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Description:This 1976 transmission electron microscopic (TEM) image depicted a hypertrophic peritoneal mesothelial cell of mouse that had been experimentally infected intraperitoneally with Orientia tsutsugamushi rickettsial micro-organisms. In this photomicrograph there were several organisms visible free within the mesothelial cell's cytoplasm.
Formerly known as Rickettsia tsutsugamushi, Orientia tsutsugamushi is the pathogen responsible for causing the febrile disease known as "scrub" typhus, which is also known as "river", or "flood" typhus. The disease is transmitted to humans through the bite of larval trombiculid mites, i.e., chiggers that had fed on infected rodents. The disease is characterized by the formation of a cutaneous ulcerative lesion at the site of the mite bite, which evolves into a blackened eschar known as "tache noire". The initial ulcer is followed by localized lymphadenopathy, fever, and a generalized maculopapular rash.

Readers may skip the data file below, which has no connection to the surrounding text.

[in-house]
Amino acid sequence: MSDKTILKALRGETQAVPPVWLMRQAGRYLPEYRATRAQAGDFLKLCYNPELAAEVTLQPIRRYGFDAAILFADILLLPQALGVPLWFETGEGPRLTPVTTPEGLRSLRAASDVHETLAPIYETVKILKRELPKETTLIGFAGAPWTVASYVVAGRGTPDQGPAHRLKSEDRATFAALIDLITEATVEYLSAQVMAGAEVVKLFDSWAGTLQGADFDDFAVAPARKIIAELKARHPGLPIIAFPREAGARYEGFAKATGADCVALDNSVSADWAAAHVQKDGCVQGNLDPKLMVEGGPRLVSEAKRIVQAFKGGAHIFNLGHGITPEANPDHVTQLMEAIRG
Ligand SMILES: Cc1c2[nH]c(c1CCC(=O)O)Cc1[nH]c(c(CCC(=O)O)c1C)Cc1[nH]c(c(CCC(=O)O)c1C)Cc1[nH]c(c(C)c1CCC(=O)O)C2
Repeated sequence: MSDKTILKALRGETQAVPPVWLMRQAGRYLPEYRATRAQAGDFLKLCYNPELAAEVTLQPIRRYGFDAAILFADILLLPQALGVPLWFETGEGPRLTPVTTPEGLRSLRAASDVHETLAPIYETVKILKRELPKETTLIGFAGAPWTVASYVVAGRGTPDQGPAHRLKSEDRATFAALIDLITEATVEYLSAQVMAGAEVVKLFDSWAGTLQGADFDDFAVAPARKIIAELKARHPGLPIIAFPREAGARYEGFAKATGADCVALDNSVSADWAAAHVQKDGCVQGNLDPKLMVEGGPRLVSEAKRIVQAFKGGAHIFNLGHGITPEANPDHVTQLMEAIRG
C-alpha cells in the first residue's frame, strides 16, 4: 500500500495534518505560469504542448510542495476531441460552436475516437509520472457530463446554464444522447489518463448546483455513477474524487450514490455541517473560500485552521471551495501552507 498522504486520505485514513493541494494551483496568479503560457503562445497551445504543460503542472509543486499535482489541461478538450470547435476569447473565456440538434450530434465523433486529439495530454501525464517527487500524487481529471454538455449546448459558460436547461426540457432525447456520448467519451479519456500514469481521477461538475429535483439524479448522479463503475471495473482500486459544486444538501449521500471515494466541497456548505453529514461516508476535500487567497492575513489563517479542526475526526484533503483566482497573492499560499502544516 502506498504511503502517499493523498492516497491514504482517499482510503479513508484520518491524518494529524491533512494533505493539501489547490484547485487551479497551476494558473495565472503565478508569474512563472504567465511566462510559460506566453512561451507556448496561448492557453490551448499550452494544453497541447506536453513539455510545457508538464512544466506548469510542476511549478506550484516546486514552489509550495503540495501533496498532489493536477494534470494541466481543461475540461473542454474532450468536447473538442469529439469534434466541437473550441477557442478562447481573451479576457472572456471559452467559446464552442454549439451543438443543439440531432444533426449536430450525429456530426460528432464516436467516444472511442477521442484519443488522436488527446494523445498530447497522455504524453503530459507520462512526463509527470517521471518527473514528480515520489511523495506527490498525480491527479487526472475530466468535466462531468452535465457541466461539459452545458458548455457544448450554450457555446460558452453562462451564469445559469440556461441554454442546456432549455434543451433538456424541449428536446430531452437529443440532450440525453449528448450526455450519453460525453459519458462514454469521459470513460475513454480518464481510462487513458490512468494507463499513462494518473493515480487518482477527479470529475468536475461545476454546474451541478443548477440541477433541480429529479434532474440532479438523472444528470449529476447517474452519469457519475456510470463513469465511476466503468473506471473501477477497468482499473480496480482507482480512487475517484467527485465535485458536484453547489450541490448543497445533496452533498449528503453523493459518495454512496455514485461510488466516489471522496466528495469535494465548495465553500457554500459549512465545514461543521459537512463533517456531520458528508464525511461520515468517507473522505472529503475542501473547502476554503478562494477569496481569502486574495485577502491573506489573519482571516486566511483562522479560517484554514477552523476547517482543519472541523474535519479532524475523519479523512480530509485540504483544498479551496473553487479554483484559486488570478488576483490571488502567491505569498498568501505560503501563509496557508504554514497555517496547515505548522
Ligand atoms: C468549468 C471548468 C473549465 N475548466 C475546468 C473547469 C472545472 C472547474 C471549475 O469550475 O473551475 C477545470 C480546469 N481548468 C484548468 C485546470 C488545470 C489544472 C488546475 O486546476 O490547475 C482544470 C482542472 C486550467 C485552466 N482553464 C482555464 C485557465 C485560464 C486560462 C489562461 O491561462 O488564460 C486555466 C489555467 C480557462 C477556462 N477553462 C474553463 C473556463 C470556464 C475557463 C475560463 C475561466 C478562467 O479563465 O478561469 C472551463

High Resolution: Click here for hi-resolution image (6.35 MB)
Content Providers(s):CDC/ Dr. Ed Ewing
Creation Date:1976
Photo Credit:
CDC Organization
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Copyright Restrictions:None - This image is in the public domain and thus free of any copyright restrictions. As a matter of courtesy we request that the content provider be credited and notified in any public or private usage of this image.